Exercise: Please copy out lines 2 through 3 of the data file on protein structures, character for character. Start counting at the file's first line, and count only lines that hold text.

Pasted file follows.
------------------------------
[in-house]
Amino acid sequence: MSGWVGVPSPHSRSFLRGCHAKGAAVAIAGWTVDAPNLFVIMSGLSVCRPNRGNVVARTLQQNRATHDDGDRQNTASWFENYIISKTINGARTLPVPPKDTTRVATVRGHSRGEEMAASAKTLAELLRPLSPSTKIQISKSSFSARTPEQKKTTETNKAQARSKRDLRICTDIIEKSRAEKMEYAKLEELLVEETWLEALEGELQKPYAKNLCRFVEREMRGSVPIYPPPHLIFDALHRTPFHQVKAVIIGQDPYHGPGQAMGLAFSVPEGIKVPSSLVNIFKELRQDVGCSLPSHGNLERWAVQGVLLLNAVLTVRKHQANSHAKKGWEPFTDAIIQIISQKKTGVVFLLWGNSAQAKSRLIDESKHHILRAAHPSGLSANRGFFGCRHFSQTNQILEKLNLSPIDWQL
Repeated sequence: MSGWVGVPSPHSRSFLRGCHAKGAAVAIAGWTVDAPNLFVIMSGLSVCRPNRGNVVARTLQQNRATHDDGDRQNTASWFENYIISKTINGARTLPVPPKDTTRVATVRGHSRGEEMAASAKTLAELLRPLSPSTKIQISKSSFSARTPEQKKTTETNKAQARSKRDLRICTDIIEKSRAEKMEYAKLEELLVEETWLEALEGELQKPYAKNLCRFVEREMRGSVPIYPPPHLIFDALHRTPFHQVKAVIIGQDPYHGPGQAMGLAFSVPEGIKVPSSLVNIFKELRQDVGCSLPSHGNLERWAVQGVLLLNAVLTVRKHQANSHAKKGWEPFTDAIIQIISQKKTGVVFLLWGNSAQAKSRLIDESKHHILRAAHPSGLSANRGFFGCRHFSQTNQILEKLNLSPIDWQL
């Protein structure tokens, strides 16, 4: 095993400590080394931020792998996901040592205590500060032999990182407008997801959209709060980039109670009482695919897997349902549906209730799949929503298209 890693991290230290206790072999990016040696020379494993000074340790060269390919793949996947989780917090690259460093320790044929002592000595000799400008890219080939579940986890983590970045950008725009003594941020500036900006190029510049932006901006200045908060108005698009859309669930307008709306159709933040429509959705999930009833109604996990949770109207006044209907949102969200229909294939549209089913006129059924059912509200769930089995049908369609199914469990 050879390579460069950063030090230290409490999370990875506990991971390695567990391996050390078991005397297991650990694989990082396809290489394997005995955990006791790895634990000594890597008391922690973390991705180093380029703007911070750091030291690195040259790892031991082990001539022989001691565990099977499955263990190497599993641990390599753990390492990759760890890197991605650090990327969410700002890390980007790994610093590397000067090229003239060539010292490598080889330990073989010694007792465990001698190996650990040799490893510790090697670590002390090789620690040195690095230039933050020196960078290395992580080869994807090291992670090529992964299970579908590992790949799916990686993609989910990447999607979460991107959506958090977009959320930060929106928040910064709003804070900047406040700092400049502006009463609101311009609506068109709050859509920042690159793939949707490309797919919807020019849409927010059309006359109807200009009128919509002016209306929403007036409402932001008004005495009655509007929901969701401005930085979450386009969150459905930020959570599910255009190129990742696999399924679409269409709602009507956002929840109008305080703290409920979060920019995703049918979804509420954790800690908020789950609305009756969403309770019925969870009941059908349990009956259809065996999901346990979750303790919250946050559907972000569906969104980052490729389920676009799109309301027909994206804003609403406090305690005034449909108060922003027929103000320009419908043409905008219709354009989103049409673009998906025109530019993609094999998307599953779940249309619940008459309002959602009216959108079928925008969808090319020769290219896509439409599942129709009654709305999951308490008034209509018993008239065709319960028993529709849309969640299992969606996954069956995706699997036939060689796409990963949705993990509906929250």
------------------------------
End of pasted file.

Amino acid sequence: MSGWVGVPSPHSRSFLRGCHAKGAAVAIAGWTVDAPNLFVIMSGLSVCRPNRGNVVARTLQQNRATHDDGDRQNTASWFENYIISKTINGARTLPVPPKDTTRVATVRGHSRGEEMAASAKTLAELLRPLSPSTKIQISKSSFSARTPEQKKTTETNKAQARSKRDLRICTDIIEKSRAEKMEYAKLEELLVEETWLEALEGELQKPYAKNLCRFVEREMRGSVPIYPPPHLIFDALHRTPFHQVKAVIIGQDPYHGPGQAMGLAFSVPEGIKVPSSLVNIFKELRQDVGCSLPSHGNLERWAVQGVLLLNAVLTVRKHQANSHAKKGWEPFTDAIIQIISQKKTGVVFLLWGNSAQAKSRLIDESKHHILRAAHPSGLSANRGFFGCRHFSQTNQILEKLNLSPIDWQL
Repeated sequence: MSGWVGVPSPHSRSFLRGCHAKGAAVAIAGWTVDAPNLFVIMSGLSVCRPNRGNVVARTLQQNRATHDDGDRQNTASWFENYIISKTINGARTLPVPPKDTTRVATVRGHSRGEEMAASAKTLAELLRPLSPSTKIQISKSSFSARTPEQKKTTETNKAQARSKRDLRICTDIIEKSRAEKMEYAKLEELLVEETWLEALEGELQKPYAKNLCRFVEREMRGSVPIYPPPHLIFDALHRTPFHQVKAVIIGQDPYHGPGQAMGLAFSVPEGIKVPSSLVNIFKELRQDVGCSLPSHGNLERWAVQGVLLLNAVLTVRKHQANSHAKKGWEPFTDAIIQIISQKKTGVVFLLWGNSAQAKSRLIDESKHHILRAAHPSGLSANRGFFGCRHFSQTNQILEKLNLSPIDWQL